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The frequency distributions of relatively rare or improbable events tend to approximate the form of a Poisson distribution, the defining characteristic of which is that its mean and variance are identical.
| k |
Consider, for example, the number of micro- organisms of a certain type found within each of N=60 squares of a hemocytometer. The possible outcomes are k=0 in a square, k=1, k=2, and so forth. Suppose there are 28 squares containing none of the organisms, 20 squares containing 1 organism, and so on, as shown in the adjacent table. The mean number of micro- organisms per square in this distribution is .82, with a variance of .92.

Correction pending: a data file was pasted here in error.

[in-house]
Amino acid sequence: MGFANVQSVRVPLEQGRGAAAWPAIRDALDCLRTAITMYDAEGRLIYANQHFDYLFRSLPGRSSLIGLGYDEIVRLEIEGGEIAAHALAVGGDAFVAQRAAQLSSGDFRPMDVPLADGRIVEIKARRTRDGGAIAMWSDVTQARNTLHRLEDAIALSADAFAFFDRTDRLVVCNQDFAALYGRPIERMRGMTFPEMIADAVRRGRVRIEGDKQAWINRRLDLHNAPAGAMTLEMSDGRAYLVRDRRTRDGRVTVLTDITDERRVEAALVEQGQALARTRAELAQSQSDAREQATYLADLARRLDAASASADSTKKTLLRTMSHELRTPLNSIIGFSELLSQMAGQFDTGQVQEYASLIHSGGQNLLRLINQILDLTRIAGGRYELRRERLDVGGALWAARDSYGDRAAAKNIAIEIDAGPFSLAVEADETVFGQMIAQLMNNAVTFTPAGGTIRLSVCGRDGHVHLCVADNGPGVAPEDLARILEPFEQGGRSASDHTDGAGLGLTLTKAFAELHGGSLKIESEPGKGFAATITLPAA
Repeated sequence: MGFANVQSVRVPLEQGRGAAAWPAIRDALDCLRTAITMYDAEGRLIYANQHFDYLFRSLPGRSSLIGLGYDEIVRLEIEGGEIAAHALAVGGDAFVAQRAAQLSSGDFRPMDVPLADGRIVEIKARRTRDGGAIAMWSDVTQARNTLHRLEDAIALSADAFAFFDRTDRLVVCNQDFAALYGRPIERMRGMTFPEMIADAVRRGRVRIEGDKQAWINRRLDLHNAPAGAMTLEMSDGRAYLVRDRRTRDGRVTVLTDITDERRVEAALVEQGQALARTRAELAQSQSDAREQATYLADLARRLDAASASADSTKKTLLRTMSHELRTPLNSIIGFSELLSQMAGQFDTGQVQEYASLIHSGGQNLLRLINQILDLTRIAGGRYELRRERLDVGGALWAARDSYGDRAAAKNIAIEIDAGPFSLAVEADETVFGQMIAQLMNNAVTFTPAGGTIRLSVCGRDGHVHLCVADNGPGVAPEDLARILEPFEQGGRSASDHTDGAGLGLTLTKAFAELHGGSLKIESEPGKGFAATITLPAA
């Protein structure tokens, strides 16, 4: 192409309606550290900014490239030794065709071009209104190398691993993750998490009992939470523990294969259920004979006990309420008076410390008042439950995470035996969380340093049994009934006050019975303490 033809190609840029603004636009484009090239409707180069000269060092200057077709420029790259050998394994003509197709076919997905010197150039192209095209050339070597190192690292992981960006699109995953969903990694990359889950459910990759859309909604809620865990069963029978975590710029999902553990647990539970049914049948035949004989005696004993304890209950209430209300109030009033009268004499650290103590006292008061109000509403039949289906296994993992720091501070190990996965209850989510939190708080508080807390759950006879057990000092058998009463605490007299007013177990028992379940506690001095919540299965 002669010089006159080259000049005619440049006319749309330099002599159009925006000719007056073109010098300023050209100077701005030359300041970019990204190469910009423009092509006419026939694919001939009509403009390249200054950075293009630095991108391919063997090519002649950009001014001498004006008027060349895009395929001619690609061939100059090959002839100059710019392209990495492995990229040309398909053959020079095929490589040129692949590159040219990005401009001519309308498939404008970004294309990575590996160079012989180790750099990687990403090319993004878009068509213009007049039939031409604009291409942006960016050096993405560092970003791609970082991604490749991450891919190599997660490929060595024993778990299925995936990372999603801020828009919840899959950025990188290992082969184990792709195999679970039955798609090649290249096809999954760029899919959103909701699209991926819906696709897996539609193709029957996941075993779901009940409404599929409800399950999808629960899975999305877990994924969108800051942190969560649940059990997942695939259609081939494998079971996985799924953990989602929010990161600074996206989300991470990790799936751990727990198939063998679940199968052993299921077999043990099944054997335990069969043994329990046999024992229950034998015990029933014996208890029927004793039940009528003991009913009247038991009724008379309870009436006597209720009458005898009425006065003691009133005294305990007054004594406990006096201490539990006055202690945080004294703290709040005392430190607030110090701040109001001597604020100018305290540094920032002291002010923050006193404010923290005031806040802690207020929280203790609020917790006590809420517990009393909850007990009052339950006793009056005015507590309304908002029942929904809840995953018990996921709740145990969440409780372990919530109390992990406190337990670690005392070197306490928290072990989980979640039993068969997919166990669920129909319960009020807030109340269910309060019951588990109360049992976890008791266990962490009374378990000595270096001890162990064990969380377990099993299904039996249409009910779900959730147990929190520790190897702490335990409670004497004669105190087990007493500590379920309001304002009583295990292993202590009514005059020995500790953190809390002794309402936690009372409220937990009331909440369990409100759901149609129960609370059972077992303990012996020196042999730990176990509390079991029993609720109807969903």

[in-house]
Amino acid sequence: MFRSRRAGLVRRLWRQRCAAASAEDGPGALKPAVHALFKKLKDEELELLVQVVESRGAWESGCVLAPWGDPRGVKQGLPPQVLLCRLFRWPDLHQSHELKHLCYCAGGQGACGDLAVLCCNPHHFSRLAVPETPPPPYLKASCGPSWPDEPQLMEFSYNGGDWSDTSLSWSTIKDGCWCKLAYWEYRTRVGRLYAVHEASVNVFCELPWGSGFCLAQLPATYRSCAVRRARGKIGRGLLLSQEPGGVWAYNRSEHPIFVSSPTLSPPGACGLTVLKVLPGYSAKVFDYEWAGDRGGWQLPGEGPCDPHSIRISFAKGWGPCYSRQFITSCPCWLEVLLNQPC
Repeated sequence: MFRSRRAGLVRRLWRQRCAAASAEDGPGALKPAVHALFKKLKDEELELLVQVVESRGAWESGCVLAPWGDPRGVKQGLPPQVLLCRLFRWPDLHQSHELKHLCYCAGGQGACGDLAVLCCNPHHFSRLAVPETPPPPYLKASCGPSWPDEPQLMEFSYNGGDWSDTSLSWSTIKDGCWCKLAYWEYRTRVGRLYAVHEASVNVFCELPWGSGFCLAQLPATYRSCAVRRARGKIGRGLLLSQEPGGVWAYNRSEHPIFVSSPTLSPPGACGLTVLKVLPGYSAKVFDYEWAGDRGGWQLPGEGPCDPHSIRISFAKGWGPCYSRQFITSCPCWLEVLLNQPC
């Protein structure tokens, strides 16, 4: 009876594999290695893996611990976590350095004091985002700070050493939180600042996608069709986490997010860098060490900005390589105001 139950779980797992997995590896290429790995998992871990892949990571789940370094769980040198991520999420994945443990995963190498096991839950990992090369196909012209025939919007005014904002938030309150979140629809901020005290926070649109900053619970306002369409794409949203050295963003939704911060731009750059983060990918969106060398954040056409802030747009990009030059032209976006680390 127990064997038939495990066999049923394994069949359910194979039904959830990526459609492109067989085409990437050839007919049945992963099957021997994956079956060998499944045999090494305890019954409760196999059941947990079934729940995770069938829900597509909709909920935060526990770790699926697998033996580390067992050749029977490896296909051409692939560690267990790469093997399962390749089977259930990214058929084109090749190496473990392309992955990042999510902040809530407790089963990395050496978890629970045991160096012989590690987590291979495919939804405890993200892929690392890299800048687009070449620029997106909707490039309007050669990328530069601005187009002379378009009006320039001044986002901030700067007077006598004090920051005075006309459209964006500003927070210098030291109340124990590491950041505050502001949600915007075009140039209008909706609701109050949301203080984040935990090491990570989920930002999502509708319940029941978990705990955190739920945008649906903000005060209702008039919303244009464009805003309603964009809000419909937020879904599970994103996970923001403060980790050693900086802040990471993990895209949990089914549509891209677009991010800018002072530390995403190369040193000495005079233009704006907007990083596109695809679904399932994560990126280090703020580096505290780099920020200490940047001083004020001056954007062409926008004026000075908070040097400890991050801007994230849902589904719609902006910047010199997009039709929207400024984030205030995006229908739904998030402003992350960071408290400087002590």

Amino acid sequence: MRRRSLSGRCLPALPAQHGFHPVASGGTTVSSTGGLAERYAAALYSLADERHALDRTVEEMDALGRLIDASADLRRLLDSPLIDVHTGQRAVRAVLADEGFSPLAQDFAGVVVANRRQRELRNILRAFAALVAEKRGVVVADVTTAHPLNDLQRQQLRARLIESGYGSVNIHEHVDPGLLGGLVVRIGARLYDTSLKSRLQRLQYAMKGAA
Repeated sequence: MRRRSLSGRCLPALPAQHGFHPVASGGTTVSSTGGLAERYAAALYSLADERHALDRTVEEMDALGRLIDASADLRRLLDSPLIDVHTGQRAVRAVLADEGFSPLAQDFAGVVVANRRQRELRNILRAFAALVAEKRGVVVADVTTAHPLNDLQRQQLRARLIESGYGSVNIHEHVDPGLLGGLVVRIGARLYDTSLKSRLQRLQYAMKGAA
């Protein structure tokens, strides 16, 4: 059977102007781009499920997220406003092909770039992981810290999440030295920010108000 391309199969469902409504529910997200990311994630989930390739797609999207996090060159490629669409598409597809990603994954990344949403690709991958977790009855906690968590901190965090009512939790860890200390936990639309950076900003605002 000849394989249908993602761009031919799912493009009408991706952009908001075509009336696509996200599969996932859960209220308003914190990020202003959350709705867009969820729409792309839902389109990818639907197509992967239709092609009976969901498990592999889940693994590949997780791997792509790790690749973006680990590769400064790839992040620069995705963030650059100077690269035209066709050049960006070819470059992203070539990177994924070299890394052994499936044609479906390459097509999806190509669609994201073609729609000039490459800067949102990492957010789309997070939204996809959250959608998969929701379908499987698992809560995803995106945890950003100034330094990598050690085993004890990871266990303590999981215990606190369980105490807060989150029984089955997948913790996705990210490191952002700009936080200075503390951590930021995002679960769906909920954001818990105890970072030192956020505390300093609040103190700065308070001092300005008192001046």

As shown in Graph A, below, the fit between the observed distribution and the theoretical Poisson distribution defined by mean=variance=.82 is a fairly close one. However, there are other Poisson distributions for which the fit is even closer. The most closely fitting of all is the one shown in Graph B, defined by mean=variance=.76.
Observed distribution fitted to a theoretical Poisson distribution with
|observed frequency expected frequency
The programming on this page will find the Poisson distribution that most closely fits an observed frequency distribution, as determined by the method of least squares (i.e., the smallest possible sum of squared distances between the observed frequencies and the Poisson expected frequencies). To proceed, enter the observed frequencies for each relevant value of k, then click the 'Calculate' button. A frequency of zero can either be entered as numeral 0 or left blank.
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©Richard Lowry 2001-
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